Perhaps the followers of this thread would be interested in tackling variations of the Euclidean axioms from a physical space perspective. I suggest this because a view of the Euclidean axioms from a physical (tiny region, thick line) perspective rather than the abstract (point, line) perspective is more intuitive and more palatable.
Shape Descriptions and Classes of Shapes. A Proximal Physical Geometry Approach
Proximal Physical Geometry
and
TwoFormsOfProximalPhysicalGeometry20161608.06208v4
Question
Dear all, I am searching for a comparison of CTT with IRT. Unfortunately, I mostly get an outline of both theories, but they are not compared. Furthermore, generally the "old" interpretation of CTT using axioms is used and not the correct interpretation provided by Zimmerman (1975) and Steyer (1989). The only comparison of both theories that I found was in Tenko Raykov's book "Introduction to Psychometric Theory". Does anybody know of any other sources?
Kind regards, Karin
Greg, thanks for your detailed reply. I know that it is always described in text books, but the equation X = T + E is not a model. Therefore, I do not agree with you concerning this point. Raykov (2011, p. 121) explains this quite clearly:
“In a considerable part of the literature dealing with test theory (in particular, on other approaches to test theory), the version of Equation (5.1) [X = T + E] for a given test is occasionally incorrectly referred to as the ‘CTT model’. There is, however, no CTT model (cf. Steyer & Eid, 2001; Zimmerman, 1975). In fact, for a given test, the CTT decomposition (5.1) of observed score as the sum of true score and error score can always be made (of course as long as the underlying mathematical expectation of observed score—to yield the true score—exists, as mentioned above). Hence, Equation (5.1) is always true. Logically and scientifically, any model is a set of assumptions that is made about certain objects (scores here). These assumptions must, however, be falsifiable in order to speak of a model. In circumstances where no falsifiable assumptions are made, there is also no model present. Therefore, one can speak of a model only when a set of assumptions is made that can in principle be wrong (but need not be so in an empirical setting). Because Equation (5.1) is always true, however, it cannot be disconfirmed or falsified. For this reason, Equation (5.1) is not an assumption but rather a tautology. Therefore, Equation (5.1)—which is frequently incorrectly referred to in the literature as ‘CTT model’—cannot in fact represent a model. Hence, contrary to statements made in many other sources, CTT is not based on a model, and in actual fact, as mentioned earlier, there is no CTT model.”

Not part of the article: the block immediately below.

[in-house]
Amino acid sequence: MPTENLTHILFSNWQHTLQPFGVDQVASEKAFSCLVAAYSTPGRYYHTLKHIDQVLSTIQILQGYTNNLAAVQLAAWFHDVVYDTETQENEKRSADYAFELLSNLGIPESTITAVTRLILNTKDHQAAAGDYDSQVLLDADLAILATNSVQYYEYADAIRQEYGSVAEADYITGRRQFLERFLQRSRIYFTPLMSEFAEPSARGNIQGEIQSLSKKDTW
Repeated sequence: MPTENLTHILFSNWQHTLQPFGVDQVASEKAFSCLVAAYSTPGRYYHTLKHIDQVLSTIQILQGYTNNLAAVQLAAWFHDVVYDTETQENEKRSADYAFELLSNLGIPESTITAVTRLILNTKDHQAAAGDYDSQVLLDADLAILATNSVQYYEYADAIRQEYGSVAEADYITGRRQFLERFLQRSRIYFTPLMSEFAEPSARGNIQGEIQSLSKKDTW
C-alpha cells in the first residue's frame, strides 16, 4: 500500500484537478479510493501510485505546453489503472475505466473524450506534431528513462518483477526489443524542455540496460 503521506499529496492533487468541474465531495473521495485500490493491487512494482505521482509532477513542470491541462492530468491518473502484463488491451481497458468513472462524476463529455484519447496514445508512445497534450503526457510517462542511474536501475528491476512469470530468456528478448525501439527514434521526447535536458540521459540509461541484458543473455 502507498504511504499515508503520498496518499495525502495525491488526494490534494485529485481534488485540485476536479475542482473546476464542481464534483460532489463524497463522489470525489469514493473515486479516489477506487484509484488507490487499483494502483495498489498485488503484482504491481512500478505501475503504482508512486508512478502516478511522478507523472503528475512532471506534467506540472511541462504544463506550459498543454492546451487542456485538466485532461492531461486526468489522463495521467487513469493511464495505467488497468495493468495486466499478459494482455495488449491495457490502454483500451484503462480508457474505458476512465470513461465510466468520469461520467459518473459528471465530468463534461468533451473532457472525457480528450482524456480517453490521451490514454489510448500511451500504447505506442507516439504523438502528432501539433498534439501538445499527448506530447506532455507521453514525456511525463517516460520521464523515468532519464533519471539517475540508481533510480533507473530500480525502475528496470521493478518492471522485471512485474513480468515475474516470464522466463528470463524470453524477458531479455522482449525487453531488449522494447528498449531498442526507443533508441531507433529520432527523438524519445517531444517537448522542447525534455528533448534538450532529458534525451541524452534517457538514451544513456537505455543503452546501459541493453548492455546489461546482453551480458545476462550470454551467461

But there are models developed within the framework of CTT. If one posits assumptions about true scores and errors for a given set of observed measures (items), which assumptions can be falsified, then one obtains models. This is closely related to confirmatory factor analysis, because the CTT-based models can be tested using CFA. If one assumes unidimensionality and uncorrelated errors, this would be a model of tau-congeneric variables, because these assumptions can be tested.
Raykov, T. & Marcoulides, G.A. (2011). Introduction to Psychometric Theory. New York, NY: Routledge.
Steyer, R. & Eid, M. (2001). Messen und Testen (Measurement and Testing). Heidelberg: Springer.
Zimmerman, D. W. (1975). Probability spaces, Hilbert spaces, and the axioms of test theory. Psychometrika, 40, 395-412.
Kind regards,
Karin
Question
Some people consider mathematical axioms as points of strength of mathematics, other say that axioms are points of weakness.
My question is why?! Is it so difficult to prove mathematical axioms?
The axiomatic system includes primitive statements. That is postulated as facts and called axioms. Obviously, all axioms in the same system should be independent and consistent.
To talk about proving axioms has no meaning. Unless we assume that axiom under consideration is not independent of the other axioms and one can try to show his claim.
A famous example is the well known geometric axioms of Euclid where we have five axioms:
Quoting:
1. A line can be drawn from a point to any other point.
2. A finite line can be extended indefinitely.
3. A circle can be drawn, given a center and a radius.